Since a pleural effusion is a manifestation of another illness, the risk factors are those of the underlying disease. In general, pleural effusions are seen in adults and less commonly in children.

When Should You Call a Doctor for Pleural Effusion?

Chest pain and shortness of breath are two symptoms that should almost always prompt a person to seek medical care. Depending upon the circumstances and the severity of symptoms, call 911 or activating other emergency care services.

What Procedures and Tests Diagnose Pleural Effusion?

The diagnosis of a pleural effusion begins with the health care practitioner taking the patient's history. Physical examination is concentrated on the chest and may include listening (auscultating) to the heart and lungs and tapping on the chest (percussing). The presence of a pleural effusion may decrease air entry and cause dullness to tapping on one side of the chest when compared to the other side. If pleurisy (inflammation of the pleura) is present, a friction rub or squeak may be heard.

  • Chest X-ray may help confirm the presence of fluid. Aside from the routine views of the chest, if pleuritic fluid is present, an additional X-ray view may be obtained with the patient lying on the side of the effusion. Called a lateral decubitus, the X-ray will show whether the fluid layers out along the chest cavity.
  • Chest ultrasound may be used at the bedside as a quick way of confirming the fluid and its location. It can help decide whether the fluid is free flowing within the pleural space or whether it is contained in a specific area (loculated).
  • CT scans may be used to image the chest and reveal not only the lung but other potential causes of the effusion.
  • Thoracentesis is a procedure used to sample the fluid from the pleural effusion. Using a long thin needle, fluid can be removed and sent for testing to confirm the diagnosis. Often, a chest X-ray is taken before the thoracentesis to confirm the presence of the effusion and afterward to make certain that the procedure did not cause a pneumothorax (collapsed lung). Analysis of the pleural fluid include:
    • Chemical analysis may differentiate a transudate from an exudate by measuring the ratio of protein concentration in the pleural effusion and comparing it to the protein concentration in the blood stream. Exudates have higher protein concentrations than transudates.
    • LDH (lactate dehydrogenase) is another chemical that can help make the distinction between the two types of effusion.
    • Complete blood cell count (CBC) analysis looking for infection, cell analysis looking for tumor cells, and cultures looking for infection.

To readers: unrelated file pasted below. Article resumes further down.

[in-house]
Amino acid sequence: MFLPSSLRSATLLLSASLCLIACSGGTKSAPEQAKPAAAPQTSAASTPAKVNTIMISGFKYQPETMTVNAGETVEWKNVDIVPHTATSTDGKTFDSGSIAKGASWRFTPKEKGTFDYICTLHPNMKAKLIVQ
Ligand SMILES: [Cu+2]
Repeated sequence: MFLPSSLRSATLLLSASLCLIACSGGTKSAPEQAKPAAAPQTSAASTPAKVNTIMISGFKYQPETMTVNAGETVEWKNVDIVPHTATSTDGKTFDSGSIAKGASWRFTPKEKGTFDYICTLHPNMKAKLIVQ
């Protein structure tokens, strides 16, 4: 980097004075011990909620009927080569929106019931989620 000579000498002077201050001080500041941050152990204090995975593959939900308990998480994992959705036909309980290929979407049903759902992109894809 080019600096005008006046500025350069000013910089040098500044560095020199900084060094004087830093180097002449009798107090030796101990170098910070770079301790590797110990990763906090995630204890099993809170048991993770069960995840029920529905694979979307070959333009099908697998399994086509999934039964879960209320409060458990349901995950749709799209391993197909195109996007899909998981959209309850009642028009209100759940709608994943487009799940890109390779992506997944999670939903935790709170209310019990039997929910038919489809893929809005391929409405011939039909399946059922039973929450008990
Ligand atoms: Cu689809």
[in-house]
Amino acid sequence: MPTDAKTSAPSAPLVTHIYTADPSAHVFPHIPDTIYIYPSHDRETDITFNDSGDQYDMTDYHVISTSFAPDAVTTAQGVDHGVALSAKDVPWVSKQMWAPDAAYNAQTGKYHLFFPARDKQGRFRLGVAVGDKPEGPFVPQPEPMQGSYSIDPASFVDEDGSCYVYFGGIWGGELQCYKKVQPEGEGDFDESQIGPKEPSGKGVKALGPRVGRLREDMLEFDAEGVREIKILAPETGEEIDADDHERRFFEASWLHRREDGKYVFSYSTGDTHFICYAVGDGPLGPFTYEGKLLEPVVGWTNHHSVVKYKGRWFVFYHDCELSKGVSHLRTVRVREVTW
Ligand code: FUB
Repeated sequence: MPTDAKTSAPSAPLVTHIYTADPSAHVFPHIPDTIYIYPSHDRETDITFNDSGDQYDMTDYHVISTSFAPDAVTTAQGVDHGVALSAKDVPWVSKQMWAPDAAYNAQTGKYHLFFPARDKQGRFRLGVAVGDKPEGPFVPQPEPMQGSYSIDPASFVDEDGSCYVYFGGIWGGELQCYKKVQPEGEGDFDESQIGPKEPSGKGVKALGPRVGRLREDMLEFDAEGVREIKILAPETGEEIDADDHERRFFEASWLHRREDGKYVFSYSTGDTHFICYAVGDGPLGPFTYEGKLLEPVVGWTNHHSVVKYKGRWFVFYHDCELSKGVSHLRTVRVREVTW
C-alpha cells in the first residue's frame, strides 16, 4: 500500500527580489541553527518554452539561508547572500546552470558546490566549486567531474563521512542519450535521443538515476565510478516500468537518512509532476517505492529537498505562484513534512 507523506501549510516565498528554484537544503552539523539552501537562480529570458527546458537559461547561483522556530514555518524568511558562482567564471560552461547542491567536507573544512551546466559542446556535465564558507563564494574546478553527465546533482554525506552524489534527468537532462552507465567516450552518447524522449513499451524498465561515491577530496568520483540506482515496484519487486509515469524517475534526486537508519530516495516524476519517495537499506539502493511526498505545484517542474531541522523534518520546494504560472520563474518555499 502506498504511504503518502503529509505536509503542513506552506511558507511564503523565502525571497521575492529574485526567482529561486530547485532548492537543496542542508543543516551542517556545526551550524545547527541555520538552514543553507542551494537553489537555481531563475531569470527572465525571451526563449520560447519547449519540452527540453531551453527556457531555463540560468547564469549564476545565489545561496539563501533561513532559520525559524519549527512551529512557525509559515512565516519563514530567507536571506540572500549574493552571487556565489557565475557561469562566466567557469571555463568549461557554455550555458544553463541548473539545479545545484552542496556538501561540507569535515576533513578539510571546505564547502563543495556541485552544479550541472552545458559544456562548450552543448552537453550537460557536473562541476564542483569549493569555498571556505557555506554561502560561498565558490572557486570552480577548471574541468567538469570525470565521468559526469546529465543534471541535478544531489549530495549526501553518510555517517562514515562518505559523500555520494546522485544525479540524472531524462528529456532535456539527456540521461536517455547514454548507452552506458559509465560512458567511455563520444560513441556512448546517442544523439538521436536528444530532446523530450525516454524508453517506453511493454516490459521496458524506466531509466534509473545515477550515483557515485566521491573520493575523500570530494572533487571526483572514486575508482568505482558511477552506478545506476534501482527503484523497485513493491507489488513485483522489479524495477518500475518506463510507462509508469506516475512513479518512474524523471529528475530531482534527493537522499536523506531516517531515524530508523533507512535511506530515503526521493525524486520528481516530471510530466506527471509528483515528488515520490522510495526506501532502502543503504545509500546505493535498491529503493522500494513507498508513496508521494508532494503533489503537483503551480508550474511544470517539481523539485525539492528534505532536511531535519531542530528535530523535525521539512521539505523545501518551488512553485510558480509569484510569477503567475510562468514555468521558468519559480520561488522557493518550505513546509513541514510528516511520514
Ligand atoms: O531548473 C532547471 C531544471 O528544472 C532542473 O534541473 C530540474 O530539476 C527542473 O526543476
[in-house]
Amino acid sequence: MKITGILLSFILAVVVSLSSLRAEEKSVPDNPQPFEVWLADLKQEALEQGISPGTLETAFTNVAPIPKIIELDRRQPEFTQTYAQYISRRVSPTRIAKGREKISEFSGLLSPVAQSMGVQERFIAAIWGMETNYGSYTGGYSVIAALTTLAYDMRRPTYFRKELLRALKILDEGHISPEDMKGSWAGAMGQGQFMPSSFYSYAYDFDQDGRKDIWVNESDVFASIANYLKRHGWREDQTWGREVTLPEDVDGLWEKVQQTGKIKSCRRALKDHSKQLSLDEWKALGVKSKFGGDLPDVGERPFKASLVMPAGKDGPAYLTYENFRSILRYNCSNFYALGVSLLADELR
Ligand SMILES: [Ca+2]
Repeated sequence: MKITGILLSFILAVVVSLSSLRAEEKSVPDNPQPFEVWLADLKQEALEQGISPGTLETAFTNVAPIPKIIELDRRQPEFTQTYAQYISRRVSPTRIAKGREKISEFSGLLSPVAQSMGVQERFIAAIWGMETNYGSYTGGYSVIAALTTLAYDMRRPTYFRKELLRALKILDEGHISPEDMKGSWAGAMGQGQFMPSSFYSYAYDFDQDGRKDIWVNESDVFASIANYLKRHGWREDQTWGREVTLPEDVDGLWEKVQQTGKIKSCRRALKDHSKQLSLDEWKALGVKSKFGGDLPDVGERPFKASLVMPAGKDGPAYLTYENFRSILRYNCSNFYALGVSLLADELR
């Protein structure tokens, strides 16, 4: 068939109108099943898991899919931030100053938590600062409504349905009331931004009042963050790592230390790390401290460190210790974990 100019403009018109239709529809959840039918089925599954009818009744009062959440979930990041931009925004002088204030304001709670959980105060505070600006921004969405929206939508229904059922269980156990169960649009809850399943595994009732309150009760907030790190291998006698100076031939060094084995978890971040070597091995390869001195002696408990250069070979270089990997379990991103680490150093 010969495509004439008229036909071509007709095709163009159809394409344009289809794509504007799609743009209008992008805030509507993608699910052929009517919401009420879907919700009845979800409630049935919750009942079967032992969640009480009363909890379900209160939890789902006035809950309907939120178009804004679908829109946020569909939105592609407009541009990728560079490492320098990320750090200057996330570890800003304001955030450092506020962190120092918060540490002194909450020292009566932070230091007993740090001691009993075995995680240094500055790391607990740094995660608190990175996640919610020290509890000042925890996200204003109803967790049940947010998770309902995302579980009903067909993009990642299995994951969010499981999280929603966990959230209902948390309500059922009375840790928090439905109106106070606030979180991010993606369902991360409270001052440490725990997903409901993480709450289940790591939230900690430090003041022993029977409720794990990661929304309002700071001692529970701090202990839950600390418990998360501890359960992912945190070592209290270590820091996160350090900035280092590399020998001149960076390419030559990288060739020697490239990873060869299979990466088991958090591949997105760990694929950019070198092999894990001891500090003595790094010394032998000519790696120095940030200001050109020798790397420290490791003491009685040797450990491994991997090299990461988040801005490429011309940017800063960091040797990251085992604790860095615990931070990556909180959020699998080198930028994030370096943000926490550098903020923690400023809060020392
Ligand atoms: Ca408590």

• Blood tests and other imaging studies may be considered based upon associated symptoms and the direction taken by the doctor in searching for the underlying diagnosis that caused the pleural effusion.

What Is the Treatment and Management for Pleural Effusion?

  • Since a pleural effusion may compromise breathing, the ABCs (Airway, Breathing, and Circulation) of resuscitation are often the first consideration to make certain that there is enough oxygen available for the body to function.
  • The treatment of a pleural effusion usually requires that the underlying illness or disease is treated and controlled to prevent accumulation of the pleural fluid.
  • While thoracentesis is used as a diagnostic procedure, it can also be therapeutic in removing fluid and allowing the lung to expand and function. Tube thoracostomy, also known as a chest tube, may be placed to drain and treat pus collections (empyemas).

What Are the Complications of Pleural Effusion?

  • Pleural effusions compromise lung function by preventing its full expansion for breathing. If the effusion is long-standing, there can be associated lung scarring and permanent decrease in lung function. Fluid that remains for a prolonged period is also at risk for becoming infected and forming an abscess called an empyema.
  • Diagnostic and therapeutic procedures including thoracentesis involve placing needles through the chest wall into the pleural space. Pneumothorax is a potential complication.
  • Some pleural effusions reoccur multiple times; sclerosing agents that induce scarring such as talc or tetracycline may be used to prevent recurrence. If sclerosing agents fail, surgery may be required.

Is Pleural Effusion Serious? What Is the Prognosis?

Since a pleural effusion is a symptom of another disease, the prognosis depends upon the underlying illness. Pleural effusions are never normal. While they may be associated with treatable illnesses, their presence suggests that the underlying disease has advanced enough to cause significant inflammation of the lining of the lung.

Can You Prevent Pleural Effusion?

Pleural effusions are caused by a variety of conditions and illnesses. Preventing the underlying cause will decrease the potential of developing an effusion.

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Reviewed on 2/7/2020
References
Boka, K, MD. et al. Pleural Effusion Treatment & Management. Medscape. Updated: Dec 28, 2018.
<https://emedicine.medscape.com/article/299959-treatment>

Boka, K, MD. et al. Pleural Effusion: Differential Diagnoses. Medscape. Updated: Dec 28, 2018.
<https://emedicine.medscape.com/article/299959-differential>